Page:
Arne Duncan on Vergara
Last week, a judge agreed, saying these laws deprive students of their civil rights. The decision affirmed the fundamental duty to ensure that all students, regardless of zip code, family income or skin color, receive a quality education – starting with an effective teacher.
The question is, what happens now?
One possibility is a series of appeals, probably stretching across years, and similar suits in other states and districts. Both sides have the millions such a fight would require. Improvements for teachers and students would be slow in coming.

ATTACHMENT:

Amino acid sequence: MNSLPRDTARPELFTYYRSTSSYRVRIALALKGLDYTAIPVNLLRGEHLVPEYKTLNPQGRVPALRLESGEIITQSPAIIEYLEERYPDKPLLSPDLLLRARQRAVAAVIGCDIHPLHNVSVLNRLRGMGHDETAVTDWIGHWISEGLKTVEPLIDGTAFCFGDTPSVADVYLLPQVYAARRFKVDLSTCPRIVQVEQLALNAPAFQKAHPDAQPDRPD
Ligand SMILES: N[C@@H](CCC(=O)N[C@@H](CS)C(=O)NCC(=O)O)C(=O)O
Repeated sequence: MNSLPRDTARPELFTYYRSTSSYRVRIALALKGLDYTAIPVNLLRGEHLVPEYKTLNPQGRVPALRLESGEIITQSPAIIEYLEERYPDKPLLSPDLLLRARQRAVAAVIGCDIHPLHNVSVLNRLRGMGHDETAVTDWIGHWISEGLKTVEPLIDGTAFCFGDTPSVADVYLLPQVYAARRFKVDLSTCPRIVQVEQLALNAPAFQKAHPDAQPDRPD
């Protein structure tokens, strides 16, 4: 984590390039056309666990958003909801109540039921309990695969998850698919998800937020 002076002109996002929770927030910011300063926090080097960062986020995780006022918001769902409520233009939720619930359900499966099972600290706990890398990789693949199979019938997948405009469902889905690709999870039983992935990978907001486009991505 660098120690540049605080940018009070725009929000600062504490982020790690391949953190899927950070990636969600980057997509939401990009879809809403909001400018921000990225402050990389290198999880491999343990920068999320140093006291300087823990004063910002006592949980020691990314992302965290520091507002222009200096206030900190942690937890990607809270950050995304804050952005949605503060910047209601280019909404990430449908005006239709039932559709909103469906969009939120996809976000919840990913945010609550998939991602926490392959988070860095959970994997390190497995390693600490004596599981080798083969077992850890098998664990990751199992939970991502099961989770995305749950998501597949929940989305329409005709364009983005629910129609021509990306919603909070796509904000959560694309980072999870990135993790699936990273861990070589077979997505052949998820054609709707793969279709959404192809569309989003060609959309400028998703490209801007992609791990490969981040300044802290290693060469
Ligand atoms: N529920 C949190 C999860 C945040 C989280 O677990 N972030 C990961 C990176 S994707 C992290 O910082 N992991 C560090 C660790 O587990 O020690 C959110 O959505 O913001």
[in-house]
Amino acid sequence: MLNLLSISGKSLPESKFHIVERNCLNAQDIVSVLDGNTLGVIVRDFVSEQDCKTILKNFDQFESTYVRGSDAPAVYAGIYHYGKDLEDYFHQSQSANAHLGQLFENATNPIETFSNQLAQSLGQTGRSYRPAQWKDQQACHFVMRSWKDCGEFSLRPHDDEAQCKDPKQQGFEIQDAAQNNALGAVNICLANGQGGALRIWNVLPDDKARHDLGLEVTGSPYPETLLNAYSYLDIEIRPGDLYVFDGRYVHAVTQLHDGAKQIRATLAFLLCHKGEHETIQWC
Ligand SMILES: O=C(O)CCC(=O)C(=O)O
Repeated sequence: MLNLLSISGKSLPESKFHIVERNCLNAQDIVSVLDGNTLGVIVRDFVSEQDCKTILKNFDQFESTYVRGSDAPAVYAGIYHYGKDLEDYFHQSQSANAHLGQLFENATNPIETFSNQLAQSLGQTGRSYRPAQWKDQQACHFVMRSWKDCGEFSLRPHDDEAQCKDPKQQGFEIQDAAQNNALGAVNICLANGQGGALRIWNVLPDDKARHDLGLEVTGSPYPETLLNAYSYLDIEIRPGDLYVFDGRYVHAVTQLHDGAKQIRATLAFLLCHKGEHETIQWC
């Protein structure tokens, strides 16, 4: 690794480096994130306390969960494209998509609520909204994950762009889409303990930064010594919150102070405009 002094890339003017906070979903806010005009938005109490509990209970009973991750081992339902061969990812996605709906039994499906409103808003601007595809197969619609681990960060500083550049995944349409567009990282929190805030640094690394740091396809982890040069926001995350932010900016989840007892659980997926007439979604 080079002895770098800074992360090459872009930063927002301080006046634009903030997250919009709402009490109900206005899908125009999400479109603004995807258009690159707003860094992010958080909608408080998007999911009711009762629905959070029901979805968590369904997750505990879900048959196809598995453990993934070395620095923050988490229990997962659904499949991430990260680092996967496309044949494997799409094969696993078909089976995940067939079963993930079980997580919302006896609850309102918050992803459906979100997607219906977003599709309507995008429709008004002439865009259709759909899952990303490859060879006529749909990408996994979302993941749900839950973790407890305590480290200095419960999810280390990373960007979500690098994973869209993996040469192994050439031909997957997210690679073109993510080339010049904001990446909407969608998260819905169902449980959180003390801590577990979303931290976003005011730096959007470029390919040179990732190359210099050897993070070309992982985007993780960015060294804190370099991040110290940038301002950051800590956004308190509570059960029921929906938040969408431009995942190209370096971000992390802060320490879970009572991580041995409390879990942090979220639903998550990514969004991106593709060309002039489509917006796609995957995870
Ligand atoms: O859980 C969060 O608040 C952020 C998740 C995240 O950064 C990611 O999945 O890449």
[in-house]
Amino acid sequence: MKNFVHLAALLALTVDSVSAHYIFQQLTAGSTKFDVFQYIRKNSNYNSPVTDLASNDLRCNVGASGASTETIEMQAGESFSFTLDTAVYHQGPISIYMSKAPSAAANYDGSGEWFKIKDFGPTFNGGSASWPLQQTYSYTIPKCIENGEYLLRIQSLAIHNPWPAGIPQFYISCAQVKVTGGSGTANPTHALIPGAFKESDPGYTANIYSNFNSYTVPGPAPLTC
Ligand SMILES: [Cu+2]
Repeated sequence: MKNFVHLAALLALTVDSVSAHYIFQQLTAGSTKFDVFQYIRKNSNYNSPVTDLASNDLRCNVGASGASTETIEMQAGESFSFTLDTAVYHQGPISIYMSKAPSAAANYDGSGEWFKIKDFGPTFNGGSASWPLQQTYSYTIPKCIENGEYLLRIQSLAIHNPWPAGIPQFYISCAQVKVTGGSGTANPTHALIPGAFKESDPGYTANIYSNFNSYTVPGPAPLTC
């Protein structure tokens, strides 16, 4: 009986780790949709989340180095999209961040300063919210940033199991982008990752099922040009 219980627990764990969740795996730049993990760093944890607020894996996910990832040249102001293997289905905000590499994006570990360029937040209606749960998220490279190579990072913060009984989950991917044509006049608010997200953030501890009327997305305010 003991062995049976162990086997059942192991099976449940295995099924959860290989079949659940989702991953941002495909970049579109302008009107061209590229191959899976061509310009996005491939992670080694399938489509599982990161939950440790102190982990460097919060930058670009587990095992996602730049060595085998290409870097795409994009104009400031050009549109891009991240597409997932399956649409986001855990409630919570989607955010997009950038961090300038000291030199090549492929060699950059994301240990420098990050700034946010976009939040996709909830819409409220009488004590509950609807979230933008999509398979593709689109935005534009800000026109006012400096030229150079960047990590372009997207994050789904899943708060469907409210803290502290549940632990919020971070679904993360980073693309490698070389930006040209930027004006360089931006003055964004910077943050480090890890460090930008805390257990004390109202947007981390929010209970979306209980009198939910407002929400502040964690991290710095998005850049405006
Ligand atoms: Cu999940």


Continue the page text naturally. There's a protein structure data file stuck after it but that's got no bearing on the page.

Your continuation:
I hope it doesn't turn out that way.
There's a second path – which is for all involved to recognize, as the court did, that the status quo is broken, and get to work on alternatives that serve students well – and respect and value teachers and the profession of teaching.
The second path may be harder to achieve. This country has plenty of experience at lawyering up. It has less at finding consensus on tough public issues.
But I am convinced it can be done. There is a common-sense path forward – built on a recognition that the interests of teachers and of disadvantaged students are not opposed, but aligned.
…It took enormous courage for 10th grader Beatriz Vergara and her eight co-plaintiffs to stand up and demand change to a broken status quo. It'll take courage from all of us to come to consensus on new solutions.